Ratna: Absolutely, 100% what you said is correct. So the sweating is not necessarily related to how hard you work. Like I said, if you sit in a hot room, if you sit in a sauna, if you are on a beach and it’s a hot summer’s day, you’ll start sweating, right, because you get hot. You sweat because you get hot. With the CAR.O.L exercise, you do just two 20-second sprints, the rest of the time you’re just pedaling very slowly, just at walking pace. And so your body just doesn’t get hot enough to start sweating. The number of people I’ve seen in pinstripe suits do the ride and then, you know, get back to work. Some people tell me that they’ve totally reverse the way their morning routine used to be. So instead of, you know, going to the gym, showering, getting ready, and leaving, it’s shower, get ready, do a ride, leave. So you don’t sweat, certainly not enough to need a shower. You may get a little bit warm if your room is warm. But that doesn’t mean that you haven’t worked hard because you have worked very, very hard. And what you’ve done is triggered the processes in a very smart way. If you were to do something for longer and sweat, you will still have triggered the same processes, it would just take you a lot longer to do, so it’s your choice. I agree with you. Sweating is really, really important. I personally love to sweat, like you, in a sauna, or I do some hot yoga. And you asked the question, what else should you be doing? I think you do need to do some resistance work, especially for the upper body. I think yoga and CAR.O.L go extremely well together. But if you want to do something else, that’s up to you. But you definitely don’t need to do any more cardio.

Katie: Perfect. And you mentioned also that, and it’s no secret, obviously, we’re seeing the healthcare system have all kinds of problems. We’re just seeing a rise in health problems across the board. What do you think are some of the other factors contributing to this and other things we can do complimentary to obviously the study benefits of high intensity training, to help reverse that trend, even if it’s just us personally taking initiative in our own lives?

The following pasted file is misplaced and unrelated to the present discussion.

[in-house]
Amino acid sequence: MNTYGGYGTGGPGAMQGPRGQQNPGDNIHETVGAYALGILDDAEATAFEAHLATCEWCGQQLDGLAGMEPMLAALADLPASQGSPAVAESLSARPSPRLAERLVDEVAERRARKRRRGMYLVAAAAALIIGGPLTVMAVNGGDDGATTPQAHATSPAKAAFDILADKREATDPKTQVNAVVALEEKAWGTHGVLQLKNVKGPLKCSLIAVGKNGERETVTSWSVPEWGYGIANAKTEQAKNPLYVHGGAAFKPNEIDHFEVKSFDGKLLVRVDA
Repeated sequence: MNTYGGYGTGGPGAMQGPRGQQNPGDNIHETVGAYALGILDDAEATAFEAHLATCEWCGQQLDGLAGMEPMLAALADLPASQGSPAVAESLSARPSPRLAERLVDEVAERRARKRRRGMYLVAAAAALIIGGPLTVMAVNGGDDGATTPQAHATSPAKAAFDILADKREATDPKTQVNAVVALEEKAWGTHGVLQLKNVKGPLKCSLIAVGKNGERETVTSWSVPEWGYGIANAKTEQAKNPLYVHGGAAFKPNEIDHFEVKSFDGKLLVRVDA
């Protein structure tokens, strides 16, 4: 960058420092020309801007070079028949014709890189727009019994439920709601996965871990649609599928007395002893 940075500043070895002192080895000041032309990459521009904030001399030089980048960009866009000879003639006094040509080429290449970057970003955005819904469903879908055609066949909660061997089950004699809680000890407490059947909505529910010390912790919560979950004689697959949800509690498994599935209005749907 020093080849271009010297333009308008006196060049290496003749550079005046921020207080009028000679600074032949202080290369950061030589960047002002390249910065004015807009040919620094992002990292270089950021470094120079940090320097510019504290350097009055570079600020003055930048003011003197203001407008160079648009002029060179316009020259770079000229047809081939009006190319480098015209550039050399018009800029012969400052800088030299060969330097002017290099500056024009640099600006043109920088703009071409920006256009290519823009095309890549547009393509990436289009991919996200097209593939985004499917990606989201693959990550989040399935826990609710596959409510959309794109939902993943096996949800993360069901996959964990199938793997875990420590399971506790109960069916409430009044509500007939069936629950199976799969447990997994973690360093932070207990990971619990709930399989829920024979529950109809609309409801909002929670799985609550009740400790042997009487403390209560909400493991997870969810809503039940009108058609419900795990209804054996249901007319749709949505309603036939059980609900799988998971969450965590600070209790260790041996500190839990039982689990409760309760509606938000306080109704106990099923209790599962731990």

Ratna: I think that, you know, you’ve gotta do diet as well as the exercise together. I think that it’s a simple equation, calories in, calories out and you should take responsibility and choose, you know, healthy food. It’s not that we don’t have the education about what that is, we all know that, you know, a bowl of blueberries are going to be better for you then a bowl of Smarties. But we don’t always make that choice. And sometimes it’s just a mental health issue or whatever. But we just need to be aware of that. And I think the government needs to do a bit more, you know. Sometimes trying to create behavior change isn’t just about telling people they should be doing something, just make it difficult for them to do the undesirable behavior. So, you know, raising taxes, for example, on unhealthy food is one example. It’s, you know, maybe prime, maybe incentivizing good behavior is another example. But on a public health level, I think they should be doing a little bit more. And in fact, something that CAR.O.L is going to be doing at some point is just to help you, again, it’s not supposed to punish you, it’s just supposed to help you, that people don’t realize how much sugar is in a, you know, a baguette, for example, because they think, “Oh, well, it’s just, you know, some meat in there, there’s some lettuce, there’s some tomatoes,” but the baguette itself is massively, massively heavy in sugar. So what we are gonna be doing is taking the common food groups that people consume and just instead of, you know, let’s say you taking a baguette of, filled with prosciutto, we will show you a baguette, but the baguette is made up of sugar cubes, and there’s prosciutto inside there. So you just get the mental idea that, “Oh my God. There’s 40 teaspoons of sugar in that baguette.” Once you have that education, I think you just wouldn’t want to touch the baguette anymore. So a lot of it is just not knowing, you know, what’s in there and people think that so many of these, you know, healthy foods are healthy, but no. You look at them, they are loaded with sugar, loaded with sugar. It doesn’t matter. Healthy sugar or not. Sugar is sugar, and the worst kind is fructose which, you know, like agave syrup people say is very healthy. No, it’s fructose. It goes to your liver, it turns into fat there. And it’s just a lot of Broscience that’s out there as well, a lot of just anecdotes and what’s trendy etc.